Pritam Rohila Travels

Reports of my travels along with some pictures

Apr 17, 2014

ROHILAS IN INDIA 2014: 3 Gujarat

January 23-30, 2014

We left for Anand in Gujarat State, by the Double Decker train, from the Mumbai Central Station, at 2:20 p.m., on January 23. The 265 mile- (427 Kilometer-), 6-hour journey was quite comfortable. Kundan's cousin, Jaydeep and his wife, Neha welcomed us at the Anand train station.

Most of our time in Anand was spent in the company of Kundan's six cousins and their families, who live there. We enjoyed visiting with and being entertained them.

One day, I had the opportunity to talk to Ramakaki, one of Kundan's aunts, about her little garden. She explained to me how she uses bonsai.

Ramakaki & Bonsai

On January 26, in company of Induben, Kundan's elder sister, along with Vikram, Kundan's cousin, and Nina, his wife, we left for a two-day pilgrimage to some Hindu and Jain holy sites.

Vikram, Nina & Kundan

Mahudi was the first on our list.

Mahudi Jain Temple, Gujarat

Established by a Jain monk, in 1917, it has two shrines. The main shrine has a 22-inch idol of Padmaprabhu Swami. The other shrine is dedicated to the protector deity Ghantakarna Mahavir.

Ghantakarna Mahavir

Devotees buy sukhadi, a flour-sugar-ghee (clarified butter) dish prepared at the temple complex, to offer to the deities. Most of it is returned to the devotee. It cannot be carried off the site, and must be consumed by the devotee and the devotee's party or given away to others present there.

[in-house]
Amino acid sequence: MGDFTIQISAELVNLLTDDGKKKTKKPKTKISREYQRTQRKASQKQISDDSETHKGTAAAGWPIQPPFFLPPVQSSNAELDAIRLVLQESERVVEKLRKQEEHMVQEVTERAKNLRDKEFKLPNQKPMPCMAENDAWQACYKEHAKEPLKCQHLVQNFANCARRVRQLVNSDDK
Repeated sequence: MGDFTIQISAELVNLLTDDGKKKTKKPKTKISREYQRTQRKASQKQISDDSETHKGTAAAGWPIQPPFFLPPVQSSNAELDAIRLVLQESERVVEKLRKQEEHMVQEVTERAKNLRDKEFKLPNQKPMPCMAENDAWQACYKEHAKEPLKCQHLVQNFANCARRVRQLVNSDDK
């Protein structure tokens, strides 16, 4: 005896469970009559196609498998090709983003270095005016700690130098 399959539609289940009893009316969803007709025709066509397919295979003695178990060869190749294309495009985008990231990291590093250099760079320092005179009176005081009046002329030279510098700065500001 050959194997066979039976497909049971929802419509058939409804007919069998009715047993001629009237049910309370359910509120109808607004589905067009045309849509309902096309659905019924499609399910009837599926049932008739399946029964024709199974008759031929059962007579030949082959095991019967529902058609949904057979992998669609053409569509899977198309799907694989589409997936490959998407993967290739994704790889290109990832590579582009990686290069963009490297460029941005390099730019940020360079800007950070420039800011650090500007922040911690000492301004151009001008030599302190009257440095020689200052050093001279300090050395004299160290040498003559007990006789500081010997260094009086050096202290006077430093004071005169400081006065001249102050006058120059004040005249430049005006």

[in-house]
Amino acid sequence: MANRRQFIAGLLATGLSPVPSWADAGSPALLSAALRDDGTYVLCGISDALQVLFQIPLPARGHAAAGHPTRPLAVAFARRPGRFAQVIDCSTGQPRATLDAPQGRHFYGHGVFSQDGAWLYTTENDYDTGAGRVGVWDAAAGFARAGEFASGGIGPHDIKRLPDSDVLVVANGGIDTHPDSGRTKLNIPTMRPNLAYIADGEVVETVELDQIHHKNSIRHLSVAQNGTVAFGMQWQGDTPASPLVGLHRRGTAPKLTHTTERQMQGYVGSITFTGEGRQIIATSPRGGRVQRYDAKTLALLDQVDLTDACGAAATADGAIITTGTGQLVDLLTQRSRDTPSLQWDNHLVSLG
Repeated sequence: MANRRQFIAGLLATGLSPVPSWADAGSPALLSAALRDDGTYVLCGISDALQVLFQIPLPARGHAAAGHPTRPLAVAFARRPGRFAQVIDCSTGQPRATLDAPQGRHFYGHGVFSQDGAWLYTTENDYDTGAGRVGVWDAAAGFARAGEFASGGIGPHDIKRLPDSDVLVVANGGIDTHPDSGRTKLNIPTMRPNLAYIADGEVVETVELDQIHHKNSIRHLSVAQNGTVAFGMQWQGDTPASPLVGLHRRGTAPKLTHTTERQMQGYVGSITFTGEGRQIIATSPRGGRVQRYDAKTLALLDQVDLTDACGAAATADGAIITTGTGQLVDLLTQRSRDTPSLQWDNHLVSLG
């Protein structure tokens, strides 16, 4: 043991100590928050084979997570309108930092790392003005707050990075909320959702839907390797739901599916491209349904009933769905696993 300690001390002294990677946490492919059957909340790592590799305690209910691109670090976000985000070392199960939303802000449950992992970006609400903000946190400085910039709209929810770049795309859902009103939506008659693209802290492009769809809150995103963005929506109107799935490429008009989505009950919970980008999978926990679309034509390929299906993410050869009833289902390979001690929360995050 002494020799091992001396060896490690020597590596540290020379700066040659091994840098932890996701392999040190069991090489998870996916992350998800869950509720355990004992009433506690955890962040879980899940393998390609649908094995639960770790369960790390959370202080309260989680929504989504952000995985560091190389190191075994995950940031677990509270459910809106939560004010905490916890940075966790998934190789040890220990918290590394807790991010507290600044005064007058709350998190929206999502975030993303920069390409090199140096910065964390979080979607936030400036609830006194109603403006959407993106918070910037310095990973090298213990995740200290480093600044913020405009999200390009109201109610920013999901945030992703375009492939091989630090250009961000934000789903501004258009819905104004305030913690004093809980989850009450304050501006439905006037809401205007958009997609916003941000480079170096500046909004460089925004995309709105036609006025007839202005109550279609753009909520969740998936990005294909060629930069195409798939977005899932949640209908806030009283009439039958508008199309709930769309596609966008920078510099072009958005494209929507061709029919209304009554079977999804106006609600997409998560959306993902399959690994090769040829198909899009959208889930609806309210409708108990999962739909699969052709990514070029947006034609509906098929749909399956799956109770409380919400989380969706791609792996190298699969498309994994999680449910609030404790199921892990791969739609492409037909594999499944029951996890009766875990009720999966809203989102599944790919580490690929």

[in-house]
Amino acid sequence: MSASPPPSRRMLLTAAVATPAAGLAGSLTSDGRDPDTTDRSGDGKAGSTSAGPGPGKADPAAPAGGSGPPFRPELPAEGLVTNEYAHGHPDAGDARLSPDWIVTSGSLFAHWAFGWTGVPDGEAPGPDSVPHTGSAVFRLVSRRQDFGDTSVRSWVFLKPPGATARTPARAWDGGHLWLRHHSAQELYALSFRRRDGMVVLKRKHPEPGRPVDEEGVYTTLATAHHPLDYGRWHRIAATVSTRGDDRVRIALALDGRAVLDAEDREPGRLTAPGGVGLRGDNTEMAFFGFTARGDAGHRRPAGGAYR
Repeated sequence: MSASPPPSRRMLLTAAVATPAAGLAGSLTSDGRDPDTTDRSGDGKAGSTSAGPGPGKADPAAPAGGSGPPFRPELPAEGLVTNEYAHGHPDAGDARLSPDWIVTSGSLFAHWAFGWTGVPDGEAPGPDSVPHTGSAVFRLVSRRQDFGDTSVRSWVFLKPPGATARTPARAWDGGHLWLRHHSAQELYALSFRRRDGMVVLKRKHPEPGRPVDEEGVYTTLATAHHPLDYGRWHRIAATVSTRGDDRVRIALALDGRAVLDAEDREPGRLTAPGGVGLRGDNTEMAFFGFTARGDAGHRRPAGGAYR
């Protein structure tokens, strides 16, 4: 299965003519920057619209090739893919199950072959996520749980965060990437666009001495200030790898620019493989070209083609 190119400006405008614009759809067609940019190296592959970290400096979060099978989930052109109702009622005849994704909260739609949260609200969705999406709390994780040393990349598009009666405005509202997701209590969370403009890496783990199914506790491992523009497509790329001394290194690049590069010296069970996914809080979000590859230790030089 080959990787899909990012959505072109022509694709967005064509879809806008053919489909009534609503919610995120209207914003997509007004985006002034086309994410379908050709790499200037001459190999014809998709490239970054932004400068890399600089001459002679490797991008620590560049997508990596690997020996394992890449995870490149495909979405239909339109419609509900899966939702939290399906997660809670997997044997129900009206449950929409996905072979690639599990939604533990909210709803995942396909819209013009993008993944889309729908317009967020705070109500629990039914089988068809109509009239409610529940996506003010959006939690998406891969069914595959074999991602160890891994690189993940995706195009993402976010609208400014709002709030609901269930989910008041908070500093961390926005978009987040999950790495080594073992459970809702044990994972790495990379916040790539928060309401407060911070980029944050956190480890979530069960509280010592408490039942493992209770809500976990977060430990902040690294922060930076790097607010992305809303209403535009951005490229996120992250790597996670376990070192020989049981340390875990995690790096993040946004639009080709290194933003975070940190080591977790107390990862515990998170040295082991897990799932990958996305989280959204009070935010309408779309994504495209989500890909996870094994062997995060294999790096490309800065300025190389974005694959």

Next we stopped at the Kamakshi Devi Temple Complex. All 51 Shakti Peeth temples have been reconstructed here.

Kamakshi Devi Temple, Gujarat

Kamakshi Devi Temple, Gujarat

Then we proceeded to the famous Ambaji Temple, which is visited by millions of devotees every year.

Situated 114 Miles (185 Kilometers) from Ahmedabad, Ambaji is a major Shakti Peeths of India.

Ambaji Temple Gateway, Gujarat

Ambaji Temple, Gujarat

Located 1.8 Miles (3 Kilometers) from Ambaji, the 11th Kumbhariya group of Jain temples was our next destination. These marble temples are dedicated to the five Tirathankaras of the Jain religion namely Mahavira, Parshvanath, Neminath, Shantinath, and Smbhavanath.

Kumbhariya Temple, Gujarat

Like the Dilwara temple, these temples have beautifully carved domes, walls, and pillars.

Kumbhariya Temple Interior, Gujarat

Then we proceeded to the Taranga Temple. Built of sandstone, this 12th century temple is revered by the Digamber as well as the Shvetamber Jain sects. Rishabha's 9-feet (2.75 meter) statue is the main idol there.
It has seven domes.

Taranga Temple, Gujarat

There are several bands of magnificently carved sculptures on the temple's exterior.

Taranga Temple, Gujarat

The last temple on our day's itinerary was the Shankheshwar Jain Temple. Rebuilt in the 18th century, the temple has 52 idols.

Shankheshwar Temple, Gujarat

Its presiding deity is the 23rd Tirathankara Parshvanath. His six-feet high idol shows him in the lotus position.

Shankheshwar Temple, Gujarat

Now we were ready to return to Anand. On the way we enjoyed the sunset.


On January 31, we left by car  for Ahmedabad to board a Jet Airways flight to Delhi.


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